Divisions in the RA Community, Part II: Making Room for Us All



 
“People, I just want to say, you know, can we all get along? Can we get along?”
-          Rodney King


A few weeks ago, I took to email and social media to ask about a certain undercurrent  in the RA online community where people felt there wasn’t room for them. The stories I was told, from people feeling left out  to being outright bullied and harassed, formed the basis for my first post on divisions in the RA community. In my second post, I will look whether we in the RA community can ever get along. 

On a personal level, it boggles my mind that we are vicious towards each other. It makes me angry, makes me want to defend those who are bullied. And I am so sad that the division in this community result in people being further isolated.

We all have one overarching thing in common: RA. We understand each other on a more basic level than anyone else because we understand what RA feels like. Sometimes, we find a friendship beyond that, sometimes we don’t. And sometimes, we discover that we don’t actually like each other. Maybe it’s politics, maybe it’s that they’re a dog person and you’re a cat person. And maybe it’s how we approach living with our chronic illness.

We are all at different points in our journey with RA, traveling the path to coping in different ways. We all have a right to live with this disease in a way that makes sense to us, in a way that allows us to get through every day. My way isn’t yours, yours isn’t his, and that women over there does it in a completely different way.

And that’s okay.

What is not okay is when differing opinions, coping strategies, or dislike somehow persuades us that there is only one way — ours — to do this. That level of certainty has a tendency to bring out the dictator in human beings and that never ends well. Before you know it, someone’s saying mean things about someone else online, then other people join in and voila! It’s high school all over again, with a pack of mean girls (or guys) chasing you down the hallway.

You’d think we were too old for that. That we’d know better. That somehow, our mutual experience with a chronic illness that is objectively quite nasty, might have predisposed us towards kindness. But instead, we pressure others to conform, we judge based on hardly any information. We forget that there are real people on the other side of an online persona.

And it makes people leave. In my first post, both Kim and Brenda talked about leaving groups at a time when they needed support because they felt there wasn’t room for them. Only last week, a good friend of mine made the decision to leave the RA community because she feels her voice isn’t valued. Because she’s had too close a look at the nasty underbelly of our community.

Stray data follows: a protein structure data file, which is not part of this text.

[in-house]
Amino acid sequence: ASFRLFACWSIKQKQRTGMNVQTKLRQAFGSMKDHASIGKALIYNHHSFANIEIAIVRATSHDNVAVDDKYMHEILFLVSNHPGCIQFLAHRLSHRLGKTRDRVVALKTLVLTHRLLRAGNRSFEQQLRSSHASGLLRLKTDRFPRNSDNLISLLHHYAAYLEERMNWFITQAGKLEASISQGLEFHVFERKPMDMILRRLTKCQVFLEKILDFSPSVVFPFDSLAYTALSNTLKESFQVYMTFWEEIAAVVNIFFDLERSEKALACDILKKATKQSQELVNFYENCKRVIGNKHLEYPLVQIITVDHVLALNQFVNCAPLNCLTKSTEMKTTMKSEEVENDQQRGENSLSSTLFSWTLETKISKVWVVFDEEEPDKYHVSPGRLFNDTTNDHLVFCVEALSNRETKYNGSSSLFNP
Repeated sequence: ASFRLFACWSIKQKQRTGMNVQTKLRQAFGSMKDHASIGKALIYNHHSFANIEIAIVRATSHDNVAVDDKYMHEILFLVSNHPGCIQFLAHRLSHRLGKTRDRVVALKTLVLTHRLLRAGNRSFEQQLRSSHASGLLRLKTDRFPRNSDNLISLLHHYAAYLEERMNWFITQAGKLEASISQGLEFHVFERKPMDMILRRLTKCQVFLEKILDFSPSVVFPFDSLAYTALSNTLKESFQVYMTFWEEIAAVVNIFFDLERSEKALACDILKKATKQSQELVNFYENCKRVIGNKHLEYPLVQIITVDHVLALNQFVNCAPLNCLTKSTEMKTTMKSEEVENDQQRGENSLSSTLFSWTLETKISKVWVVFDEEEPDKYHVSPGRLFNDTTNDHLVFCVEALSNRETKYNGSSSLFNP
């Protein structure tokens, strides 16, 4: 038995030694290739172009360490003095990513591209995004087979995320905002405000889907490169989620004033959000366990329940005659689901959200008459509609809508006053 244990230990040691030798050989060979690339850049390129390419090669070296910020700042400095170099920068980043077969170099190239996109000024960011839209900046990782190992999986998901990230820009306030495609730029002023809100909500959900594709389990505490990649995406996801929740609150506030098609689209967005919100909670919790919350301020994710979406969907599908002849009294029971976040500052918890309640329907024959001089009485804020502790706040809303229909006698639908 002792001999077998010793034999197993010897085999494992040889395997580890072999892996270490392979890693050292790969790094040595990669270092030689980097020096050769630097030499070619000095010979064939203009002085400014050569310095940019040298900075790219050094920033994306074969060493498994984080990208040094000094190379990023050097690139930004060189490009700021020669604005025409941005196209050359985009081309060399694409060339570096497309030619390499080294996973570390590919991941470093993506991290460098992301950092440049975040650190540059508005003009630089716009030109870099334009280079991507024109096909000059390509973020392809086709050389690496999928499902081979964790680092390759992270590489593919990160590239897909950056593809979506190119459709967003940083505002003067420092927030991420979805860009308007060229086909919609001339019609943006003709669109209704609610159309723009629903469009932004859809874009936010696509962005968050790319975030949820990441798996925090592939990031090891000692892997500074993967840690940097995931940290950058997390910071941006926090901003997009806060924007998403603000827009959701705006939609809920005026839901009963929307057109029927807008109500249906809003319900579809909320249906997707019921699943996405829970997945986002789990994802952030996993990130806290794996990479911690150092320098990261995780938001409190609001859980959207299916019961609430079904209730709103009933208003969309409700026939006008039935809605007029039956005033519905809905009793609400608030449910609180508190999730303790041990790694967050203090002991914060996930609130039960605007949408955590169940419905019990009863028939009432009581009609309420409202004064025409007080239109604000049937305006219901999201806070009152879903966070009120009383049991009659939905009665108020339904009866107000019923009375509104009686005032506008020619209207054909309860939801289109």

How many more people have left? How many more voices have been silenced? How much poorer are we as a community because those voices are not part of our discussion?

It’s normal to get passionate about strong beliefs and want to share what you think. It’s also normal to not quite being able to see someone else’s point of view and having a vigorous debate about it. However, the Internet — and to a point, social media — is not known for nuance. The Internet allows for an immediacy, which so often allows us to support someone in the moment when they need it. The other side of the coin is that this immediacy also makes it easier to act on a snap judgment, posting a quick, barbed response, rather than taking the time for a thoughtful comment.

We are a diverse crowd, representing a multitude of experiences and opinions. The key to a happy coexistence is to respect each other without insisting that others have to navigate life with RA the way you do. Even better, we learn from each other, the different experiences lending a deeper, more nuanced tone to the community. We are an orchestra, made up of different instruments that sound and play differently. If we were all violins, it wouldn’t be nearly as interesting. And where would the trumpets go to find other trumpets?

Somewhat tortured analogy aside, what is wonderful about the RA online community is that we are not alone. If we don’t agree with someone’s approach, we don’t have to read their posts or be friends with them. We can find someone who resonates with us in our experience, because there is guaranteed to be someone just like us. Likely many someones. We are a big, sprawling community made up of smaller groups. And all of those groups can coexist happily, if only we will it.

There is room for all of us.
  
   

Comments

Allison said…